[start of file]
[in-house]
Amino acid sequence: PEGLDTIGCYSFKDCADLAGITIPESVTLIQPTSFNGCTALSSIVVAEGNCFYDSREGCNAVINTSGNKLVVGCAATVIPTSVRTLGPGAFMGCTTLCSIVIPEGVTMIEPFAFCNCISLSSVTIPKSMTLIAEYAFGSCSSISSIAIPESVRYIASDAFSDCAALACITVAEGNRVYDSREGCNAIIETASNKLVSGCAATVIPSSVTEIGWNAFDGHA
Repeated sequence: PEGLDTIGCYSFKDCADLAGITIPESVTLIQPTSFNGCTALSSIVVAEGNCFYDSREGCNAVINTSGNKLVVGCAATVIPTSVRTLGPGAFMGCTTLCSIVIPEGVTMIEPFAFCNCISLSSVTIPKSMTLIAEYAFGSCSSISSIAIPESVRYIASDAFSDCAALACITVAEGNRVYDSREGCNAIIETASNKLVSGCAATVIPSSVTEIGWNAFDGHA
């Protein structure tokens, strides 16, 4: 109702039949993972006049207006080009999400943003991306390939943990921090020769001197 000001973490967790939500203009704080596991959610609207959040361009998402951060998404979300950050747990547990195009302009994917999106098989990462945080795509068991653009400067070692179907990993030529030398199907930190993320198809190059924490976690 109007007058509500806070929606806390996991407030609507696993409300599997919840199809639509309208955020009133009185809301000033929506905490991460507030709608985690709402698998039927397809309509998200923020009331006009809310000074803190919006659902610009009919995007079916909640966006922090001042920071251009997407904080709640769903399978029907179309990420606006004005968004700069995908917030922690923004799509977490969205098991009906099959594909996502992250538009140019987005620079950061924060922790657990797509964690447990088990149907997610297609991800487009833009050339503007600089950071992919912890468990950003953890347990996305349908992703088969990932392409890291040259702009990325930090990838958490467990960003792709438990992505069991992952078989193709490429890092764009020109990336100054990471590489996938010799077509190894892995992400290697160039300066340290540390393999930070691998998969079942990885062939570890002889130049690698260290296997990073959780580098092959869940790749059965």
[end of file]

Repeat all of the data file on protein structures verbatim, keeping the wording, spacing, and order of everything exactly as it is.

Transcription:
[in-house]
Amino acid sequence: PEGLDTIGCYSFKDCADLAGITIPESVTLIQPTSFNGCTALSSIVVAEGNCFYDSREGCNAVINTSGNKLVVGCAATVIPTSVRTLGPGAFMGCTTLCSIVIPEGVTMIEPFAFCNCISLSSVTIPKSMTLIAEYAFGSCSSISSIAIPESVRYIASDAFSDCAALACITVAEGNRVYDSREGCNAIIETASNKLVSGCAATVIPSSVTEIGWNAFDGHA
Repeated sequence: PEGLDTIGCYSFKDCADLAGITIPESVTLIQPTSFNGCTALSSIVVAEGNCFYDSREGCNAVINTSGNKLVVGCAATVIPTSVRTLGPGAFMGCTTLCSIVIPEGVTMIEPFAFCNCISLSSVTIPKSMTLIAEYAFGSCSSISSIAIPESVRYIASDAFSDCAALACITVAEGNRVYDSREGCNAIIETASNKLVSGCAATVIPSSVTEIGWNAFDGHA
């Protein structure tokens, strides 16, 4: 109702039949993972006049207006080009999400943003991306390939943990921090020769001197 000001973490967790939500203009704080596991959610609207959040361009998402951060998404979300950050747990547990195009302009994917999106098989990462945080795509068991653009400067070692179907990993030529030398199907930190993320198809190059924490976690 109007007058509500806070929606806390996991407030609507696993409300599997919840199809639509309208955020009133009185809301000033929506905490991460507030709608985690709402698998039927397809309509998200923020009331006009809310000074803190919006659902610009009919995007079916909640966006922090001042920071251009997407904080709640769903399978029907179309990420606006004005968004700069995908917030922690923004799509977490969205098991009906099959594909996502992250538009140019987005620079950061924060922790657990797509964690447990088990149907997610297609991800487009833009050339503007600089950071992919912890468990950003953890347990996305349908992703088969990932392409890291040259702009990325930090990838958490467990960003792709438990992505069991992952078989193709490429890092764009020109990336100054990471590489996938010799077509190894892995992400290697160039300066340290540390393999930070691998998969079942990885062939570890002889130049690698260290296997990073959780580098092959869940790749059965």